ContentTopics include viscoelasticity, temperature and rate dependent plasticity, dynamic brittle and ductile fracture; impulse transfer, impact and wave propagation in solids; computational aspects of material model implementation into hydrocodes; simulation of dynamic failure of structures;
Lecture notesSlides of the lectures, relevant journal papers and users manuals will be provided.
LiteratureVarious books will be recommended covering the topics discussed in class
Prerequisites / NoticeCourse in continuum mechanics (mandatory), finite element method (recommended)
151-3201-00LStudies on Engineering DesignW+3 credits6AK. Shea, P. Ermanni, M. Meboldt
AbstractThis course introduces students to the exciting world of Engineering Design research, which crosses disciplines and requires a variety of skills. Each student identifies a topic in Engineering Design for further investigation, either based on those proposed or a new, agreed topic.
ObjectiveStudents gain their first knowledge of Engineering Design research and carry out their first, independent scientific study. Students learn how to read scientific literature and critically analyze and discuss them, gain hands-on experience in the area and learn how to document their work concisely through a report and short presentation.
ContentStudents identify 5-10 journal articles, or scientifically equivalent, in consultation with the supervisor and can define a small, related project in the area to gain hands-on experience. In the beginning of the semester, students develop with the supervisor a 2-page proposal outlining the objective of the study, tasks to be carried out and a brief time plan for the work. Once agreed, the project starts resulting in a report combining the state-of-art literature review and project results, if carried out.

The students work independently on a study of selected topics in the field of Engineering Design. They start with a selection of the topic, identify scientific papers for the literature research and can define a small, related project. The results (e.g. state-of-the-art literature review and small project results where defined) are evaluated with respect to predefined criteria.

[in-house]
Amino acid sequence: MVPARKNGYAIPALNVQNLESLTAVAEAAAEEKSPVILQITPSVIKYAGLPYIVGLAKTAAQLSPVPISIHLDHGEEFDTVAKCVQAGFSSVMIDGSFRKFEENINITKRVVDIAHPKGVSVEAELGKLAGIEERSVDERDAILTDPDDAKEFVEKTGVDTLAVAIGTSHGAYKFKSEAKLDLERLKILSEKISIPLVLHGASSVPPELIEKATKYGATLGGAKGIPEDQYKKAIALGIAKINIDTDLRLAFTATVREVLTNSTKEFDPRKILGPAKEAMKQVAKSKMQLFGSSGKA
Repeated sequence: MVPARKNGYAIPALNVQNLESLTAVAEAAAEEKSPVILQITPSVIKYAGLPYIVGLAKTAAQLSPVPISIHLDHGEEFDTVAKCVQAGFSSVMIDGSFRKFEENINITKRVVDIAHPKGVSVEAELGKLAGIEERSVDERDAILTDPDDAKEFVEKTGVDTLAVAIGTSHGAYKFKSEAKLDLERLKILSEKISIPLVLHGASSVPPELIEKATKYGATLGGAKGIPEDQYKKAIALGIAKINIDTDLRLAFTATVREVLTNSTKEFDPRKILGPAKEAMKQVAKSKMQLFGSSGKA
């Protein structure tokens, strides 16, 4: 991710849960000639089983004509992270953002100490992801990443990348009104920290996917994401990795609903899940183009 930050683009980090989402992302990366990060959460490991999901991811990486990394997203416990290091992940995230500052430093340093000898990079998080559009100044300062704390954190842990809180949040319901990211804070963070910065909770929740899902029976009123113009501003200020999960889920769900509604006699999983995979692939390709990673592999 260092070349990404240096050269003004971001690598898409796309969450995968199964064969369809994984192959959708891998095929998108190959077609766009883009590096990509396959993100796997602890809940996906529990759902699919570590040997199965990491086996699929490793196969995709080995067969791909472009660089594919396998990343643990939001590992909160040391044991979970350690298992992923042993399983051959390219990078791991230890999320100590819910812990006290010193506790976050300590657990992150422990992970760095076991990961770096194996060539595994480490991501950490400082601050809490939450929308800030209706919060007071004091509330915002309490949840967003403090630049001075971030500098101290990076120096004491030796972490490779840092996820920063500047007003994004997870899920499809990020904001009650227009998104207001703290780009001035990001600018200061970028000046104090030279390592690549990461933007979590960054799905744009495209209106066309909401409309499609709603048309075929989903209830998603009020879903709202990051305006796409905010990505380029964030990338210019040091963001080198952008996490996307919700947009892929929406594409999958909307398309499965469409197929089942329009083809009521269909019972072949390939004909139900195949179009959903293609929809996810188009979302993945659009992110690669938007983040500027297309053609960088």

Prerequisites / NoticeStudents take this course in parallel to the Lecture "Grand Challenges in Engineering Design". A general meeting will be held in the beginning of the semester to propose topics for the studies. Studies are carried out individually and can be the pre-study for a Bachelor thesis.
151-3203-00LGrand Challenges in Engineering DesignW+1 credit3SP. Ermanni, M. Meboldt, K. Shea
AbstractThe course is structured in three main blocks, each of them addressing a specific grand challenge in engineering design. Each block is composed of an introductory lecture and two to three invited talks, considering a good mix between speakers coming from academia and industry. Each talk is introduced and moderated by the students.
ObjectiveThe aim of the course is to introduce students to the engineering design research and practice in a multitude of Mechanical Engineering disciplines and convey knowledge from both academia and industry about state of the art methods, tools and processes.
ContentThe students are exposed to a variety of topics in the field of Engineering Design. Topics are bundled in three main grand challenges and include an introductory lecture held by one of the responsible Professors and 2-3 invited talks of 45 min. each, addressing specific issues. The success of the course is largely dependant on active involvement of the students. Accordingly, a small group of students (1-3) is asked to introduce and moderate each external talk. The group will therefore gather adequate information about the speaker and topic, read and synthesize relevant documents and scientific papers, prepare questions to motivate the interaction with the audience and summarize, at the end of the lecture, the discussed points and outcome.
Prerequisites / NoticeOffered in English and German
151-3207-00LLightweightW+4 credits4GP. Ermanni
AbstractThe elective course Lightweight includes numerical methods for the analysis of the load carrying and failure behavior of lightweight structures, as well as construction methods and design principles for lightweight design.
ObjectiveThe goal of this course is to convey substantiated background for the understanding and the design and sizing of modern lightweight structures in mechanical engineering, vehicle and airplane design.
ContentLightweight design
Thin-walled beams and structures
Instability behavior of thin walled structures
Reinforced shell structures
Load introduction in lightweight structures
Joining technology
Sandwich design
Lecture notesScript, Handouts, Exercises
151-3209-00LEngineering Design Optimization Restricted registration - show details